Thursday, April 16, 2015

Overexposed

People say, Olympus Micro Four Thirds image sensor is small, hence has limited capabilities when it comes to overall dynamic range captured in a photograph. We have been told that larger image sensors such as full frame sensors can retain more details in the extreme highlight and shadow regions, preventing from highlight and shadow clippings. While we do not defy the rules of science and physics, my question here remains valid, how much more dynamic range do you really need?

I have to admit I am not one of those technical freaks who would scream out loud when I spot a tiny bit of highlight burns in my photograph. I am very forgiving and may tolerate a lot more loss  of dynamic range in my photographs than many others. However, I have also rarely encountered an issue whereby the dynamic range of the Olympus Micro Four Thirds system is not sufficient. 

E-M5 and 25mm F1.8 lens




I did a mistake in the above photograph. It was noon. I wanted to slow down the shutter speed to capture motion blur of the coming school bus. School bus with school children in school uniform crossing the road near a school after school hours, the idea seem to work as a good photograph. All I wanted to add was that motion blur for the extra "ooomph" in the image. I turned the mode dial to "shutter priority" and quickly dialed down the shutter speed to 1/4sec. ISO was at 200. Unfortunately the day was just being too bright, without lower ISO settings (ISO200 is native) or an aid of ND filter (even if I had one it would be not in time to shoot this frame, bus was coming fast), I captured an over exposed frame. Like, super seriously over-exposed. 

Like this,


At first I wanted to just delete the photograph, but thankfully it was shot in RAW. I opened up the Olympus viewer 3 and toned down the exposure to the lowest possible, and managed to recover a useable image. Nope, I could not recover all the highlights at such severe burn (yes yes, bigger sensor may be able to) but in all honesty, I was happy with the image I was able to recover. For a street photograph, it was good enough. 

I do not encourage sloppy techniques, I still strongly emphasize on proper exposure control during shooting to obtain best possible well exposed image. The insurance of being able to recover so much after an extreme over-exposure, was a plus.

23 comments :

  1. I often wonder about the dynamic range of various equipment. I also wonder about the ability of the noisiest of photographers. I often see the "Full Frame" fanatics as spending all their time on slow motion tricks, never having done anything that needed a big sensor.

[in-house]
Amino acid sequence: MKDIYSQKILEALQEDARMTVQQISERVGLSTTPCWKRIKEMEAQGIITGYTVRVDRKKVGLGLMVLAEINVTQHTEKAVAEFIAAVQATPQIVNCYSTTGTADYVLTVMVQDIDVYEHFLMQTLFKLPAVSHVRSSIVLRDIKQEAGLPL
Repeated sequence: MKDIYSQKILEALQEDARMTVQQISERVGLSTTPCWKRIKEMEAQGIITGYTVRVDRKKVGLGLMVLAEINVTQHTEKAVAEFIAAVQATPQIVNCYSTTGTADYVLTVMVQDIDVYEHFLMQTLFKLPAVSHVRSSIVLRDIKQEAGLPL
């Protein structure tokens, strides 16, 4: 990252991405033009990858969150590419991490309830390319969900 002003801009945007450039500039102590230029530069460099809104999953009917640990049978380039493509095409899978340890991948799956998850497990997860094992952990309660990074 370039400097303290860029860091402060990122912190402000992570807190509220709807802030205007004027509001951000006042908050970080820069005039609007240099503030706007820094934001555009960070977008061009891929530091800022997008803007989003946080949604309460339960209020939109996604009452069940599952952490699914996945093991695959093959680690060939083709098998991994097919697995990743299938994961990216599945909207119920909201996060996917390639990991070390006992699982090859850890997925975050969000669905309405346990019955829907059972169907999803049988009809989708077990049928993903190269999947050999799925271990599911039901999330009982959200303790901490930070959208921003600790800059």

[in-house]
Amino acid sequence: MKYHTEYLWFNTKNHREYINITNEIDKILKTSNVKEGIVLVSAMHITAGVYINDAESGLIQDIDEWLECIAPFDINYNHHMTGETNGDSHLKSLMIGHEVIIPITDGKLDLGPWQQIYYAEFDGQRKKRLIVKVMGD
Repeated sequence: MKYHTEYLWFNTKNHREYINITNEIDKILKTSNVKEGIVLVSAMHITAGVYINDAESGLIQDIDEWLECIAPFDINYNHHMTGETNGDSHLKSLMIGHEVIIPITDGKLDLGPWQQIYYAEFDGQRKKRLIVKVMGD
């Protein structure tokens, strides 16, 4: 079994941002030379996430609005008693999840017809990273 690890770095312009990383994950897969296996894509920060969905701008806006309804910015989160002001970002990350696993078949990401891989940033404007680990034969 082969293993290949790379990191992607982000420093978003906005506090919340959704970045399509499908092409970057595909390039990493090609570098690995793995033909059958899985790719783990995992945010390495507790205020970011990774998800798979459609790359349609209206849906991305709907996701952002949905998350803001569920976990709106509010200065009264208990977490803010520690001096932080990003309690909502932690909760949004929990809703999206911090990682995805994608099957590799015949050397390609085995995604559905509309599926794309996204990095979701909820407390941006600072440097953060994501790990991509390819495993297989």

I try to save a memory of an instant, and try to re-create the emotion. Does the equipment record enough information? What do our eyes see? What dynamic range do they have? What color depth can they interpret?

    I suspect in 300 years' worth of development of digital photography, that we'll still not re-create what our eyes can do.

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    1. You see, that is the problem with reality vs what we want in a photograph. Many consumers do not want to record reality, they want exaggerated perspective of reality. They want shallow depth of field (which our eyes cannot render), they want HDR-resque images (more dynamic range than our eyes) and even more sharpness to reveal details our eyes cannot see.

      Strangely, photography is more of a fiction. Oh dear, I think this qualifies as another blog entry!

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    2. Yes, you're correct.

      I've seen far too many photos where the slim depth of field does not provide desirable effects but the photographer thought that he was being clever. Oh, well. I guess I'll never be anyone because I'm happy with recording reality. They're welcome to enjoy their fiction.

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  2. I believe the Olympus sensor manages highlights better than it manages shadows so I try to expose to the right as much as I can. I also make conscious decision on what to overexpose. Its dynamic range will fall flat during backlit situations (any time the strong lightsource is BEHIND the subject) but any front or sidelight will do fine against it.

    It will be up to the photographer to find the appropriate light to expose the content according to the sensor. Photographers have done that with films and various digital cameras in the past. When I shoot with my em10, I look for content according to light. Unless I face a situation where there's no way to make a interesting "backlit" photograph, I won't need a heavier format to cover more exposure challenge.

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    1. DPReview agrees with you with "exposing to the right"! This new article shows, that this is the best way, how to record the less noisier images, and according to them this is not because of camera noise, but because of shot noise (noise that the light includes itself). Unpleasant for us is, that smaller sensors (like MFT are besides APS-C and FF) produces more shot noise because of its smaller size (=they capture less light).

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    2. Right focused exposures definitely help a large majority of sensors. Sonys do react better when mid or left exposed. I don't have much problems on the native noise of oly. It's mostly my annoyance of shadow detail behavior. Just to confirm this, I went to download two RAW files (one from the 1inch Canon G7x, the other from the em10) from Imaging ressource at ISO 200 and pushed them +4, the oly could just do +3 before going all magenta noise, the Canon could go beyond and reach +5 without noise despite being of a smaller sensor...

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  3. Robin, the E-M5's latest firmware has LOW option, approximately ISO100 according to Olympus.

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    1. The ISO Low is an expansion from the native ISO200. You will not be able to recover anything more than what you can from ISO200.

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  4. Looks like it worked out to me, Robin. Thanks.

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  5. Nice shot, Robin, nothing wrong with it in my opinion. I've been in same situation and find the highlights I can recover from Raw E- M1 files usually more than adequate!